HELSINKI: The Flame malware has caused lasting damage to the security industry's anti-hacker efforts, with its ability to copy Microsoft's signature destroying companies' trust in Windows patches and updates, according to renowned security researcher Mikko Hypponen.
Microsoft was forced to update its security certificate platform in response to the discovery of the Flame malware attack in an effort to prevent the use of unsigned security certificates being presented to users as authentic and issued by the Redmond firm.
The F-Secure security chief said that as a result firms may now stop installing critical updates to their networks and computers from Microsoft, at the risk of making them easier targets for cyber criminals.
"The fact is Flame spoofs Microsoft updates. That means they [the creators of Flame] have the crown jewels", said Hypponen.
"Now people don't trust Microsoft updates and that means we're going backwards, which isn't a good thing. We had it where people were automatically updating their systems with the latest software, now they're wary again."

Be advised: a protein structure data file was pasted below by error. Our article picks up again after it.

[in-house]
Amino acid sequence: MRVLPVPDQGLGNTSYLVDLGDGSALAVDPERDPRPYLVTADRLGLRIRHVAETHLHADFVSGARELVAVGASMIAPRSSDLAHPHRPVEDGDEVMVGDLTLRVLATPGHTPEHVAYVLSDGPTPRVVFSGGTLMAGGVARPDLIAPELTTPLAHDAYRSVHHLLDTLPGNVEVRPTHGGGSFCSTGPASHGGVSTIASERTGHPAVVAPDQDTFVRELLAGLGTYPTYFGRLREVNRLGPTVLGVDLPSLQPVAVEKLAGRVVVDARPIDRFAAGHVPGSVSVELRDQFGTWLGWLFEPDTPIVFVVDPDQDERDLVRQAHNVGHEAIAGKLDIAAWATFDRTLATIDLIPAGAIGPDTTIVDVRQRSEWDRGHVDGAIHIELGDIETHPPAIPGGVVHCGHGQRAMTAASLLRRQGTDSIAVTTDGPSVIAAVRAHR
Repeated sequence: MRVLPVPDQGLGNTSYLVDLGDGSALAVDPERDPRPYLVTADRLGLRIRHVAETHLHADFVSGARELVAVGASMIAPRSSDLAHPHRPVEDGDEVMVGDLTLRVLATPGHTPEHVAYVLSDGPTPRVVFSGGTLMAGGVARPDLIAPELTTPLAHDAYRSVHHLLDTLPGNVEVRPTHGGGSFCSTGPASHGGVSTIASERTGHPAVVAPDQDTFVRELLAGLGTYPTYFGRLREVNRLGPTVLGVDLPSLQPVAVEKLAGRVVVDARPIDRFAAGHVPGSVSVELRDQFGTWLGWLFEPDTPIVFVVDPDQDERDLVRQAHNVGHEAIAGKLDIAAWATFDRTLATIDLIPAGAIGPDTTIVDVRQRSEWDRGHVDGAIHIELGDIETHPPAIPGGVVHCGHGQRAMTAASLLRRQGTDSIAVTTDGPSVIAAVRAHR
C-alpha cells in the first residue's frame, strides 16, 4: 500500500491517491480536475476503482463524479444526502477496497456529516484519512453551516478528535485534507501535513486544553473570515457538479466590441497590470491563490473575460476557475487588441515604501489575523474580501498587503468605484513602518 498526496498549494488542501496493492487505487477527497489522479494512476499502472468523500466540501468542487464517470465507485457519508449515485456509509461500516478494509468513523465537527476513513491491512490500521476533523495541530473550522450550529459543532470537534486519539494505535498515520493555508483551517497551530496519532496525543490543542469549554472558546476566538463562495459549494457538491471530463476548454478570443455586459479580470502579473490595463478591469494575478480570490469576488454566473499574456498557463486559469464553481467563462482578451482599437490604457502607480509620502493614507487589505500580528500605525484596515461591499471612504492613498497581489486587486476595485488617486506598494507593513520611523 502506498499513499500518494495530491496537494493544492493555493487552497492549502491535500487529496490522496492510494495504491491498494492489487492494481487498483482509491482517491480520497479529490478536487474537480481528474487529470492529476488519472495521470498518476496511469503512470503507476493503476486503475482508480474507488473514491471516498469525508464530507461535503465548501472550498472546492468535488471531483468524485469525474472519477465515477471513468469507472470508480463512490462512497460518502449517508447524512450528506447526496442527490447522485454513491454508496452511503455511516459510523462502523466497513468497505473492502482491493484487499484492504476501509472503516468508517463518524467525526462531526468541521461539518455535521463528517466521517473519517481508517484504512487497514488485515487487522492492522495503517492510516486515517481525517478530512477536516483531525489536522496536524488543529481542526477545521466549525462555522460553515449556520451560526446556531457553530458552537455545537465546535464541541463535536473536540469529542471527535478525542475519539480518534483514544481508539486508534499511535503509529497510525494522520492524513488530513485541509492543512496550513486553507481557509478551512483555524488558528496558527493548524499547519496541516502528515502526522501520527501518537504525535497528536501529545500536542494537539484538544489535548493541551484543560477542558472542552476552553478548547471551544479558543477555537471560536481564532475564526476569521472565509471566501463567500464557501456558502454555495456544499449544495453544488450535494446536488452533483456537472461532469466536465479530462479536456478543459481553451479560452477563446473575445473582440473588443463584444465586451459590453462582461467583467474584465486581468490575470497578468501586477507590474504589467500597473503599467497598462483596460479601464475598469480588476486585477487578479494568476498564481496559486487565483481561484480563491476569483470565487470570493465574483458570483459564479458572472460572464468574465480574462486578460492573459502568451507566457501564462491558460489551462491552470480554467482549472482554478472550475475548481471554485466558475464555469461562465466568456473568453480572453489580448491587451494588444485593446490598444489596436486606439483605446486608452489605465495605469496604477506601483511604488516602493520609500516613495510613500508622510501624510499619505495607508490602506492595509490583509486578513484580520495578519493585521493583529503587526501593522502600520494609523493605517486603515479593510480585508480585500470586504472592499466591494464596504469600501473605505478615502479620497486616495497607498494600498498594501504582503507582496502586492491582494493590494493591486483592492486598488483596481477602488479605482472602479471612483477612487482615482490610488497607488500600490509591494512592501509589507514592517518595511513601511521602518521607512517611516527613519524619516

However, Hypponen pointed out that as Flame is an advanced malware designed for espionage, it is designed to attack a small set of targets, so firms should not be too hasty in stopping their updates.
"Our customers have never been hit by Flame, it goes after very specific targets. If normal cyber criminals are like muggers, Flame's like James Bond - it doesn't go after everyone, but it gets the people it wants to," he said.
Hypponen also echoed F-Secure chief executive Christian Fredrikson‘s sentiment that Flame was a wakeup call for the security industry.
"We can protect you against all the little attacks and we're always looking for new threats. We want to detect them all, but we failed," said Hypponen.
Flame was uncovered in early May and is believed to have been created by a nation state, most likely the US and Israel, to target Iranian government computer systems.
Hypponen added he thought it was highly likely an advanced nation state was behind the creation of the malware.
"Science like this doesn't come out of nowhere - we're talking guys with PhDs doing complex maths for a long time with massive resources like a super computer," he said.